The 'Report It to Stop It' Campaign Encourages Women To Report Sexual Harassment On London Public Transit, But Is The Message Flawed?
It's no secret that sexual harassment in public places is a big problem just about everywhere, especially in large cities, and London is no exception. That's why a video from the Report It to Stop It campaign is trying to encourage women to report sexual harassment. Stopping sexual harassment is obviously a worthy goal to strive for — but is the concept behind Report It to Stop It an inherently flawed one?
In the video, we see a woman in professional attire who's just trying to ride the Tube in London. On the platform, she sees a man staring at her. Later on the train, the same man stands behind her. He touches her butt, then grabs it. After she moves away, he finds an excuse to once again stand by her and push his groin against her. It's intensely uncomfortable to watch — and even more uncomfortable, even downright scary, to experience as many women can attest. When the woman eventually gets to her stop and hurriedly gets off, everyone — both she and the viewers — breathes a sigh of relief.
And unfortunately, such things aren't uncommon. According to the video and the campaign behind it, 10 percent of public transport users in London experience unwanted sexual behavior, but 90 percent of that behavior goes unreported. Hence the campaign encouraging people to report any sexual harassment that happens to them.
The message is certainly compelling, but I wonder whether it's the one that's actually needed. First and foremost, I find it uncomfortable the way the film is structured such that at each instance of harassment, the narrator asks "Would you report it?" and before the harassment progresses further, the option "No" is slightly bolded on the screen. It's a subtle message that what happens afterwards happens because the woman on the screen doesn't report. And while you could say that's just part of trying to convince people that they need to report unwanted sexual conduct, it also carries with it the implication that what happens next is her fault. If she'd just reported it, after all...
Women have been hearing that song and dance for centuries: "If you'd just done X, then this wouldn't have happened to you," where "X" could be anything from "provoking" your abusive boyfriend to wearing a short skirt to a party. It is a terrible song, and I'm not sure why anyone feels like we still need to hear it, except for the fact that society just doesn't even want to get it out of our heads. But what about teaching a new song? What about teaching people not to sexually harass others instead?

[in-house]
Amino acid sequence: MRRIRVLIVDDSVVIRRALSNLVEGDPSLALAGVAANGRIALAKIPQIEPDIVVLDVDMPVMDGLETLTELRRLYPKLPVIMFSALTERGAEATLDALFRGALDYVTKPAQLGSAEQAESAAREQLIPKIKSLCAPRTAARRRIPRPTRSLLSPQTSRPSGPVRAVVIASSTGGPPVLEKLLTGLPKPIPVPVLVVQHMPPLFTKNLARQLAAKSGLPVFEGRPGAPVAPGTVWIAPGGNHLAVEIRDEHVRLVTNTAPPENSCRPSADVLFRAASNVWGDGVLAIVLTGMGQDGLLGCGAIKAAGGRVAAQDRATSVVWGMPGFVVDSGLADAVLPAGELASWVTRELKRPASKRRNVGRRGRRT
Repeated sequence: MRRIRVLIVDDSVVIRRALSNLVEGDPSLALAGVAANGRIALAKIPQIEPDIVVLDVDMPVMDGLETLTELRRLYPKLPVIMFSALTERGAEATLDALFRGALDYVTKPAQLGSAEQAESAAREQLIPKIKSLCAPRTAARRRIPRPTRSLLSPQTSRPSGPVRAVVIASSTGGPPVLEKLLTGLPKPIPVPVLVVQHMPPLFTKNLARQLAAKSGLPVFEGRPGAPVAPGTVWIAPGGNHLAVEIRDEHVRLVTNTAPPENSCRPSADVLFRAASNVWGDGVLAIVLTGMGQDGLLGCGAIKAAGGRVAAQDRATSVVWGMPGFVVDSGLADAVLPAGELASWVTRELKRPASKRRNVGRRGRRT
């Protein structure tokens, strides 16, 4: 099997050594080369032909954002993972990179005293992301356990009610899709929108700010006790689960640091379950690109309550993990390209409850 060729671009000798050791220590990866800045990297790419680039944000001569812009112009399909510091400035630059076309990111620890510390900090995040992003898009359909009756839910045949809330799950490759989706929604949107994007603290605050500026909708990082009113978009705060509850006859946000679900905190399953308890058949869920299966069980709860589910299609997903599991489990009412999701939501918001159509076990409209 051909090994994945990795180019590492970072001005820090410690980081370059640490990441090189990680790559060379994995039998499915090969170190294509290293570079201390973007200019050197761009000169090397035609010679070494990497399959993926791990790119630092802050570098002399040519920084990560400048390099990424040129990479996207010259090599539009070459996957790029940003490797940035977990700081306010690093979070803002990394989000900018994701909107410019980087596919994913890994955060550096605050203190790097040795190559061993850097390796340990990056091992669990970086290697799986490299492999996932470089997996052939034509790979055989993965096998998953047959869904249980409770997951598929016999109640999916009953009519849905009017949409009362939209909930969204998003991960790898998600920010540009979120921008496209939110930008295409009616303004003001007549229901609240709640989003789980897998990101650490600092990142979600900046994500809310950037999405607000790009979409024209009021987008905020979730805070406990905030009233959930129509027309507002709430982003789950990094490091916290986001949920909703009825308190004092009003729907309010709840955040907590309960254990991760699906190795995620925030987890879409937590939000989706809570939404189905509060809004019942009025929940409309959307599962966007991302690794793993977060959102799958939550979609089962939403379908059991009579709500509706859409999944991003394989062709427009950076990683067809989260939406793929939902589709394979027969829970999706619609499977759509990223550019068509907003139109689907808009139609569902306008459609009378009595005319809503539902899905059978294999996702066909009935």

In truth there are any number of reasons women wouldn't want to report sexual harassment, starting with the fact that historically, people (usually men) in positions of authority weren't inclined to believe our stories or to assume that, again, it was somehow our own fault.
And even if people are going to take it seriously, as this campaign hopefully indicates, doing so can be a great deal of hassle and could even be potentially risky. On their website, Report It to Stop It outlines what happens after you report harassment, from giving a police statement to potentially testifying in court, which all requires a lot of time and energy that you will now have to expend just because of something someone else did to you. Plus, just because investigators take your claims seriously, that doesn't mean the courts will do the same. Moreover, it is also not at all unheard of for men to retaliate against women who accuse them of sexual misconduct, on any scale. It can seem like a lot of risk, a lot of trouble, and a lot of effort without any promise of results.
I should say that I am not at all encouraging women not to report harassment. On the contrary, reporting is one of the ways we can try to prevent the same thing from happening to others and do a lot of good in the world; it also can help individual victims regain a sense of control over their own lives. But in addition to the fact that not reporting an incident is a valid choice too, acting as though women should feel compelled to report sends the following message: That the continued existence of harassment in public spaces is somehow caused by our failure to report. It isn't. It's caused by the people who choose to harass in the first place.
That said, the fact that this campaign does seem to be showing results (according to their website, both the number reports and number of suspects caught is up by 30 percent) is great, and hopefully will put a dent in the problem. Because fewer people sexually harassing innocent men and women on public transit is unquestionably a good thing.